The child was asked to sit at a distance of 3 m from the instrument during Plusoptix measurement and fixate at the smiley face at the center of the device. Meanwhile, the examiner re-aligned the instrument in the visual axis of child and captured the scan. The measurements were taken twice, and the average values were considered. A non-cycloplegic retinoscopy followed it. Three drops of cyclopentolate 1%, administered in 5-min intervals, followed. After 30 min, with 6 mm dilated pupil, cycloplegic retinoscopy was performed. To reduce the examiner bias, Plusoptix was performed and documented by a trained optometry intern, and the non-cycloplegic and cycloplegic retinoscopy was performed by a senior optometrist. Plusoptix values were masked from the senior optometrist. Due to the high incidence of aberrations in dilated pupils and inducing error measurement during photo screening, cycloplegic refraction using Plusoptix was not performed. The right eye measurements were considered for the analysis.

Myopia was considered when the measured objective refraction was more than or equal to −0.75 spherical equivalent diopters in one or both eyes. Participants were categorized as hyperopic when the measured objective refraction was >+2.00 spherical equivalent diopters in one or both eyes, provided that no eye was myopic. Astigmatism was considered to be visually significant if ≥1.00 D.[27]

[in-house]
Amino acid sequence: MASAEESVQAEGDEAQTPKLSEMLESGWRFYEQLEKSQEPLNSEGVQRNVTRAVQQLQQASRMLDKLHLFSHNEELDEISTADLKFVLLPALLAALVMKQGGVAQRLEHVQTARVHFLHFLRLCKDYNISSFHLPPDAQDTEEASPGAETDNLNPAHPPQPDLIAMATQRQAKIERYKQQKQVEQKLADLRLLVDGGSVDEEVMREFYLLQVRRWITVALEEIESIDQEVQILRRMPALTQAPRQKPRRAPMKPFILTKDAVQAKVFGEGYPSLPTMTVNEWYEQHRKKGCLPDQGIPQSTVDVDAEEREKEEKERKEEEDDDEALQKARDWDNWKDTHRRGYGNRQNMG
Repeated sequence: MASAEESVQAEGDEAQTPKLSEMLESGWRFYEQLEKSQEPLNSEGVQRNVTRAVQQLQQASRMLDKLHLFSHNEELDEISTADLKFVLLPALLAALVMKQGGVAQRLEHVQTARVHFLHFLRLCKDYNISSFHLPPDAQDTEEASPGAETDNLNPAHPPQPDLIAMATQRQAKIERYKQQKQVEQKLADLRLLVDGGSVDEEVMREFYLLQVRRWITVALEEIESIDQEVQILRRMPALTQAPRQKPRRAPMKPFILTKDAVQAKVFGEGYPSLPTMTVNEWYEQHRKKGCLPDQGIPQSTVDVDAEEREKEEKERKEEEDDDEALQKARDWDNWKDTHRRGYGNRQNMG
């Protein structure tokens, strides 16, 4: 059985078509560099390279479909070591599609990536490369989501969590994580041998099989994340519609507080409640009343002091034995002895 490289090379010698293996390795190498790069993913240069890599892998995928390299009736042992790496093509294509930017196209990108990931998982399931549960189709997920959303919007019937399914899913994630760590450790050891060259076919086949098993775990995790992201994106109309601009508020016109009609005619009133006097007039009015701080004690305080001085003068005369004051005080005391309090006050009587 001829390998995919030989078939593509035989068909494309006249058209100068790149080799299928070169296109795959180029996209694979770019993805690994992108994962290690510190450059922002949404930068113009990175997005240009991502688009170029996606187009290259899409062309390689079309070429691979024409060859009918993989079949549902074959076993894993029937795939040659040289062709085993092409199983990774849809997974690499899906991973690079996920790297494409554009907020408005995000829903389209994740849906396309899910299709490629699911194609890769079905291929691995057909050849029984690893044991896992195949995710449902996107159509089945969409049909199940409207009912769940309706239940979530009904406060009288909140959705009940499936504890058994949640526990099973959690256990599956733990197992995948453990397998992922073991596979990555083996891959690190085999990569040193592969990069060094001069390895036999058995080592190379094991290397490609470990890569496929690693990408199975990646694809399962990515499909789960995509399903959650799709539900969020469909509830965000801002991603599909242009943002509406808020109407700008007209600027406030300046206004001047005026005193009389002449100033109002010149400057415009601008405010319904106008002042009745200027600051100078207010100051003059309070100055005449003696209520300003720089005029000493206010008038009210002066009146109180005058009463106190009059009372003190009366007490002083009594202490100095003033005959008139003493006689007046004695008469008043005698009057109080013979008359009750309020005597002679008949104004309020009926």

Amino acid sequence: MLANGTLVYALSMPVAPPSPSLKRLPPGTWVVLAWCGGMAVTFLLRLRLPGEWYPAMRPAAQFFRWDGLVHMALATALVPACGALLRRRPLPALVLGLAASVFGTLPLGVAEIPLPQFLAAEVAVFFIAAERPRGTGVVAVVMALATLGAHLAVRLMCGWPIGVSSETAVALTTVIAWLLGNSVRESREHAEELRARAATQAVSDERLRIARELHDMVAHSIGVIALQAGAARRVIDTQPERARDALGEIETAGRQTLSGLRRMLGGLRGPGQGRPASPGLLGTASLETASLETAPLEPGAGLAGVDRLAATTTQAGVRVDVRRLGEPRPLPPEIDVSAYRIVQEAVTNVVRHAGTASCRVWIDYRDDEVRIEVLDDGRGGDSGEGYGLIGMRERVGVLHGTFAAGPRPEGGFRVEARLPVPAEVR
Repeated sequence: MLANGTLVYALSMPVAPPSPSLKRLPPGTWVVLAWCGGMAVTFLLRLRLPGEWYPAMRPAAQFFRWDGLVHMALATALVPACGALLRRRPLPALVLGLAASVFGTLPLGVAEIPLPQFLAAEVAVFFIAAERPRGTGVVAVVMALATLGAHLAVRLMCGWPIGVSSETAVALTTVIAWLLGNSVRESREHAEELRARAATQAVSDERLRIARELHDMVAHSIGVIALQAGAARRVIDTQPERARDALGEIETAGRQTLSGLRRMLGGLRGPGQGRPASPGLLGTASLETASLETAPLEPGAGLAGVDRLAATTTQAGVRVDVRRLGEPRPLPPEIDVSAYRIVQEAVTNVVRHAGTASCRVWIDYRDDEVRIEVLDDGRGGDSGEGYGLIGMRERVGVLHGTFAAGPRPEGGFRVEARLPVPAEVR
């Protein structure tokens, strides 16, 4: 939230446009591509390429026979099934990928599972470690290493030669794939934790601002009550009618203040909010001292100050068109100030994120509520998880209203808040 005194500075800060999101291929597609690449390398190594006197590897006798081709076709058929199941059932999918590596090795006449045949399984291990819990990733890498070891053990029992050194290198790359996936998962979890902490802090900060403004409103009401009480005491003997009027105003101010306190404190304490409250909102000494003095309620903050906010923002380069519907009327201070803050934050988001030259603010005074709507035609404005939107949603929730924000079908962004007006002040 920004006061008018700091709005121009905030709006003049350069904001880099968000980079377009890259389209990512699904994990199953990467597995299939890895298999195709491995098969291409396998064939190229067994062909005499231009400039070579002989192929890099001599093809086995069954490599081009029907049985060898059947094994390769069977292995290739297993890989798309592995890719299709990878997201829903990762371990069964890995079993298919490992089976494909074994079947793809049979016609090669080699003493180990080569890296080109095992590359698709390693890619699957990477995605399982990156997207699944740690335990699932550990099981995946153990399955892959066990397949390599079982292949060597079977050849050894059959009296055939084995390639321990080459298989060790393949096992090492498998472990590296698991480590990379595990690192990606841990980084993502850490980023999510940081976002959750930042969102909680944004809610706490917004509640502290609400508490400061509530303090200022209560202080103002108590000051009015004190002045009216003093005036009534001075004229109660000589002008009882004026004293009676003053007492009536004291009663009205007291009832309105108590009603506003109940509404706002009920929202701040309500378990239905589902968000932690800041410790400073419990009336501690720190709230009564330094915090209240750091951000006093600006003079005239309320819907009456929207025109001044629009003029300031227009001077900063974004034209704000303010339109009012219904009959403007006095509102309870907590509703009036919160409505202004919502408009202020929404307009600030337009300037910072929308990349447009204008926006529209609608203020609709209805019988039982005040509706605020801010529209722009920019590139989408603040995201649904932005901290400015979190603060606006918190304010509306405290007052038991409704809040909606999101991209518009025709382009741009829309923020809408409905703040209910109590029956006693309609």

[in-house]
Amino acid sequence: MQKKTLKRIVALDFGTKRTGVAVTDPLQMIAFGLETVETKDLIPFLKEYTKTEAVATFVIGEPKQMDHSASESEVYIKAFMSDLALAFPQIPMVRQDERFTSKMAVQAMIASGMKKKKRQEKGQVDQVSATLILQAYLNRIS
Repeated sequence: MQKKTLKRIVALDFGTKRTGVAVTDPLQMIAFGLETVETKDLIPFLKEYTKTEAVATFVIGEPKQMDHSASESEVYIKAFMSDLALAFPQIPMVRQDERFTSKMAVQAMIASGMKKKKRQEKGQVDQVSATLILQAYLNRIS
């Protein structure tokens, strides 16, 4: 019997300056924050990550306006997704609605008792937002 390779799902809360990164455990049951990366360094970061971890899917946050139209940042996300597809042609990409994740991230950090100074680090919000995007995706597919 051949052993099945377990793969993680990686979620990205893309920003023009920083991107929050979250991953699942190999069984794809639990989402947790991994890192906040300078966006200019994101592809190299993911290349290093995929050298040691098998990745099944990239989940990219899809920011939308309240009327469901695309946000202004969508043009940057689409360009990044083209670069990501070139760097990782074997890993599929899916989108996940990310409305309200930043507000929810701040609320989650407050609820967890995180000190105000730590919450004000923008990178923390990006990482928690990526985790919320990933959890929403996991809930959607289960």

Data analysis and tabulation were done using the SPSS software for Windows version 16 (SPSS Inc., Chicago, IL, USA). Analysis of variance (one-way ANOVA) was used to compare the mean sphere, cylinder, and spherical equivalents. Bonferroni correction was used to check the significance between the groups. We estimated the test–retest variability with repeatability coefficient (RC), coefficient of variation (CV), and intraclass correlation coefficient (ICC). RC, defined as “2.77 × within subject standard deviation (Sw),” is an estimated average of measurement variability in a population.[28] The Sw is the square root of the within-subject mean square of error (the unbiased estimator of the component of variance due to random error). CV was defined as 100 × Sw/overall mean.[29]